SHUFFLER 0050: PLAN B AIN’T NO PLAN
Friday, November 7, 2014
The Sultans – “Please Don’t Leave Me on the Highway” from Shipwrecked (2004 Swami)
Fifty! That feels good, especially given that I missed a couple days this week due to being incredibly busy with real life and its responsibilities. When I started this thing I was unemployed and living in Southern California. Now I’m teaching again and feeling the strains of early morning commutes and long days of work. And now you’re feeling the strain of me and my excuses.
But still, fifty. That’s probably the amount of times I’ve listened to this song in the last couple of days in preparation for blogging about it. It seems fitting that the Sultans should be post #50 in a way. Shufflers 0008 and 0009 were about Rocket from the Crypt and Hot Snakes, respectively. That saves me a lot of time having to explain the enormous RFTC umbrella and my feelings about John Reis’ vocal stylings.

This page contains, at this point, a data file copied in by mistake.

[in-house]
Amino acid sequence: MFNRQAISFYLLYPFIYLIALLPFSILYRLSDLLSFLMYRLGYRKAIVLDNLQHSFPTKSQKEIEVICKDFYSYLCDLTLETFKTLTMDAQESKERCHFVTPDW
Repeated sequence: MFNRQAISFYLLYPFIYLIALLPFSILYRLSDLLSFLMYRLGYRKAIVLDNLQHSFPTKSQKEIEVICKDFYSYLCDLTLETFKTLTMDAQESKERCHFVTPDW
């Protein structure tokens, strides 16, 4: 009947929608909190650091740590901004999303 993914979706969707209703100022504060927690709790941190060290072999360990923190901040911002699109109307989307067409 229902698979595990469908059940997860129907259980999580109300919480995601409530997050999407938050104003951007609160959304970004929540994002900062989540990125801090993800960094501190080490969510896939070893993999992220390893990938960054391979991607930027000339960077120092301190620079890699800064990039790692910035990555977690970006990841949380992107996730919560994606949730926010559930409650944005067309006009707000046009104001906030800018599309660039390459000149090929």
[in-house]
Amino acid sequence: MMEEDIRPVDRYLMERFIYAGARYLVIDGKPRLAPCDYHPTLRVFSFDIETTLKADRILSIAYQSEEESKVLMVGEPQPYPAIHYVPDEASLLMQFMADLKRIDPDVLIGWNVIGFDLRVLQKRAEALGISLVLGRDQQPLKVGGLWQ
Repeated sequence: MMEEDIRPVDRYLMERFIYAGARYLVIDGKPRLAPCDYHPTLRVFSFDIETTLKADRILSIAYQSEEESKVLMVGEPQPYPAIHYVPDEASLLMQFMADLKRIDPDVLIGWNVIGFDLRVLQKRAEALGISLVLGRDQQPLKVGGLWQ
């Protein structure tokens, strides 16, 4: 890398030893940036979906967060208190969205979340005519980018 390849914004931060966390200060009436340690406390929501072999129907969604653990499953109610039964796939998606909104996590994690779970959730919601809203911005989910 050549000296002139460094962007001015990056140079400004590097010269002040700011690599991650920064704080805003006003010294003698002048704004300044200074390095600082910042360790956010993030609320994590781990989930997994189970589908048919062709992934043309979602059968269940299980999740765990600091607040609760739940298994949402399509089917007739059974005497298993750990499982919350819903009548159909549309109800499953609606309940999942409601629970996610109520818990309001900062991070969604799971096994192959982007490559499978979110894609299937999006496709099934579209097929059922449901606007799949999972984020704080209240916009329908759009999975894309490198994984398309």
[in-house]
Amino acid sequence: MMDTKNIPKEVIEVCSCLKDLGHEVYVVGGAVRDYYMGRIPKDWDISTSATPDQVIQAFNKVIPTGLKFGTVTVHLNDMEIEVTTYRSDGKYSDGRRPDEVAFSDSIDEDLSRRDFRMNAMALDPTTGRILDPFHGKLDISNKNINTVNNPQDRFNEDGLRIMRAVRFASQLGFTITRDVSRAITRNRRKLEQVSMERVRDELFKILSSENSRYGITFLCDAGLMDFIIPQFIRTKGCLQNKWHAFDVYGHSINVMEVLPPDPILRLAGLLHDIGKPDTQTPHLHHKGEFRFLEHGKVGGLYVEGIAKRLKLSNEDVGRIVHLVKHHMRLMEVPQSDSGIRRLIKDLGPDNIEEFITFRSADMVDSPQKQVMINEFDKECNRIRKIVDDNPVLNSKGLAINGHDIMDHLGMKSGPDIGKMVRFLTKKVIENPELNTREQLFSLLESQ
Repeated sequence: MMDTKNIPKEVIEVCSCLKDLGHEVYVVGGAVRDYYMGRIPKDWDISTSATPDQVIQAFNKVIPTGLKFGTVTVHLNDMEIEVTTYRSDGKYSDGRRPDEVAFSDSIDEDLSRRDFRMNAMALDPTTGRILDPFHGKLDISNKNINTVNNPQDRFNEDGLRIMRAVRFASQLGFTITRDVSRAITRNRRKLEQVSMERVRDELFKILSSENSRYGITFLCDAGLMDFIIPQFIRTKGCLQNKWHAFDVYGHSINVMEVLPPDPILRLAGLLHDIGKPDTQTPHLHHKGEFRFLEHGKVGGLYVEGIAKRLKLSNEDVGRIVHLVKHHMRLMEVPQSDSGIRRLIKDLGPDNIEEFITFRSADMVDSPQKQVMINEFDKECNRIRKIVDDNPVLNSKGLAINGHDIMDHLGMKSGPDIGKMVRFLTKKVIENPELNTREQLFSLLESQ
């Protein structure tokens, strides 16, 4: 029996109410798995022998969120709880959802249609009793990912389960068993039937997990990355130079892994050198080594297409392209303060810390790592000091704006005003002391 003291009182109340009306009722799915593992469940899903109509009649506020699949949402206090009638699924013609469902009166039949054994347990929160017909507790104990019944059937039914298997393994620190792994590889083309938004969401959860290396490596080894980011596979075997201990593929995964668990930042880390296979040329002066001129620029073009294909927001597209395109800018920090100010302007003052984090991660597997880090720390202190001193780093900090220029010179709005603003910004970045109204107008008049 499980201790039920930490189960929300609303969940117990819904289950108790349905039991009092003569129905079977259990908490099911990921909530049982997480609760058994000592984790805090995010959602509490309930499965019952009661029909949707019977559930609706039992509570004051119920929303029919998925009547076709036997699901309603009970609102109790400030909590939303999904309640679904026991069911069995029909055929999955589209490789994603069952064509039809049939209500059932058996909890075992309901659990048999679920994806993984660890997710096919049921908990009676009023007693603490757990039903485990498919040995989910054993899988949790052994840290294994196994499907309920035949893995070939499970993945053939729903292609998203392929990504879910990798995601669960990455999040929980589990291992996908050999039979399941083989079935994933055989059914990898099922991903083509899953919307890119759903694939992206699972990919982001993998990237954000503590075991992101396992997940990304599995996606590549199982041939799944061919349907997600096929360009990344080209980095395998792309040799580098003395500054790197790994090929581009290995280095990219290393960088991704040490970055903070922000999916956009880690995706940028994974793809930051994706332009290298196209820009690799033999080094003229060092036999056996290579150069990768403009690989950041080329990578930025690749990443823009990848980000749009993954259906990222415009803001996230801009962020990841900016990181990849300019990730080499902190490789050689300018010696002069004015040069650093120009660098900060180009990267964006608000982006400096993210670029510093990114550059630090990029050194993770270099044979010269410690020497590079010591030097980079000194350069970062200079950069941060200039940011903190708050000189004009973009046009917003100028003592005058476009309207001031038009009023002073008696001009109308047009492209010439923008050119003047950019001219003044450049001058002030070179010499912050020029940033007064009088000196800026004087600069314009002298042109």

I really find the Sultans refreshing. It doesn’t take long to hear why. This is a simple enough song, musically and lyrically, but right away there is an ascendant guitar line in triplets set against the 4/4 rock and roll that supports it, which is a music nerd way to say that there is a lot of complex interplay between the different instruments going on here. That maybe seems odd, given this from Wikipedia:
The band took pride in their “stripped down” rock and roll approach, using a simple guitar/bass/drumstructure and recording quickly using pre-used equipment and borrowed instruments in order to maintain a loose, spontaneous feel.
In the end, though, I think it’s more of a both/and than an either/or. People often say shit like that because they want to sound deep but actually have no idea what they’re talking about, but it’s true: The Sultans are a rock band, kind of punk, kind of rockabilly, and so yeah, stripped down, except for their exquisite tunefulness. Because honestly, there are a million punkish rockabilly bands that I don’t have any interest in, but what the Sultans have going for them is that they are compelling. They know what to do when, how to do it, and how it should sound, and they pull it all off.
Basically, this song is a really good pulp novel set to some sweet trucker speed in a souped up hot rod on old route 66 in the middle of the most perfect summer night.